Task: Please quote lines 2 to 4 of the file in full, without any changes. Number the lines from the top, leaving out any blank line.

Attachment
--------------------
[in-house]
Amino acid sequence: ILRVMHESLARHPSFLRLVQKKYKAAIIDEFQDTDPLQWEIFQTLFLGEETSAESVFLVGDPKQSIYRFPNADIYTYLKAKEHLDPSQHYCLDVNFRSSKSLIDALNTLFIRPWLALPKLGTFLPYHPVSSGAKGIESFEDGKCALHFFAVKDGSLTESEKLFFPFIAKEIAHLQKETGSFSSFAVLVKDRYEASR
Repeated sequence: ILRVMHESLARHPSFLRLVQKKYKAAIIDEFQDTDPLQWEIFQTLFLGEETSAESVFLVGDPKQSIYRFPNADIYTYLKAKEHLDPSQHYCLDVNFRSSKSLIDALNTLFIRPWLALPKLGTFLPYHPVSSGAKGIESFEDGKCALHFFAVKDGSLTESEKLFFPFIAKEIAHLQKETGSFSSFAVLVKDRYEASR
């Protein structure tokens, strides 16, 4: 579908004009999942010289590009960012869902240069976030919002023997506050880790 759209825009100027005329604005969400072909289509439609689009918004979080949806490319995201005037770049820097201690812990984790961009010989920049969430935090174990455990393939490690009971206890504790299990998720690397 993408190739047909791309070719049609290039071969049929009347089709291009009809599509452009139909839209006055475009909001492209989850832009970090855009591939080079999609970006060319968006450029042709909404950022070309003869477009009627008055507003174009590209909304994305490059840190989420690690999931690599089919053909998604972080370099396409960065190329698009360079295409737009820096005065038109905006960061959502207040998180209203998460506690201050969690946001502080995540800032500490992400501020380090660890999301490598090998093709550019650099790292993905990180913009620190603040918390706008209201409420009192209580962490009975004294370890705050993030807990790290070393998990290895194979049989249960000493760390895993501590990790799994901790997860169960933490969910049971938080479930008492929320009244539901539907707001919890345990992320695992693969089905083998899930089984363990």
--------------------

Amino acid sequence: ILRVMHESLARHPSFLRLVQKKYKAAIIDEFQDTDPLQWEIFQTLFLGEETSAESVFLVGDPKQSIYRFPNADIYTYLKAKEHLDPSQHYCLDVNFRSSKSLIDALNTLFIRPWLALPKLGTFLPYHPVSSGAKGIESFEDGKCALHFFAVKDGSLTESEKLFFPFIAKEIAHLQKETGSFSSFAVLVKDRYEASR
Repeated sequence: ILRVMHESLARHPSFLRLVQKKYKAAIIDEFQDTDPLQWEIFQTLFLGEETSAESVFLVGDPKQSIYRFPNADIYTYLKAKEHLDPSQHYCLDVNFRSSKSLIDALNTLFIRPWLALPKLGTFLPYHPVSSGAKGIESFEDGKCALHFFAVKDGSLTESEKLFFPFIAKEIAHLQKETGSFSSFAVLVKDRYEASR
């Protein structure tokens, strides 16, 4: 579908004009999942010289590009960012869902240069976030919002023997506050880790 759209825009100027005329604005969400072909289509439609689009918004979080949806490319995201005037770049820097201690812990984790961009010989920049969430935090174990455990393939490690009971206890504790299990998720690397 993408190739047909791309070719049609290039071969049929009347089709291009009809599509452009139909839209006055475009909001492209989850832009970090855009591939080079999609970006060319968006450029042709909404950022070309003869477009009627008055507003174009590209909304994305490059840190989420690690999931690599089919053909998604972080370099396409960065190329698009360079295409737009820096005065038109905006960061959502207040998180209203998460506690201050969690946001502080995540800032500490992400501020380090660890999301490598090998093709550019650099790292993905990180913009620190603040918390706008209201409420009192209580962490009975004294370890705050993030807990790290070393998990290895194979049989249960000493760390895993501590990790799994901790997860169960933490969910049971938080479930008492929320009244539901539907707001919890345990992320695992693969089905083998899930089984363990």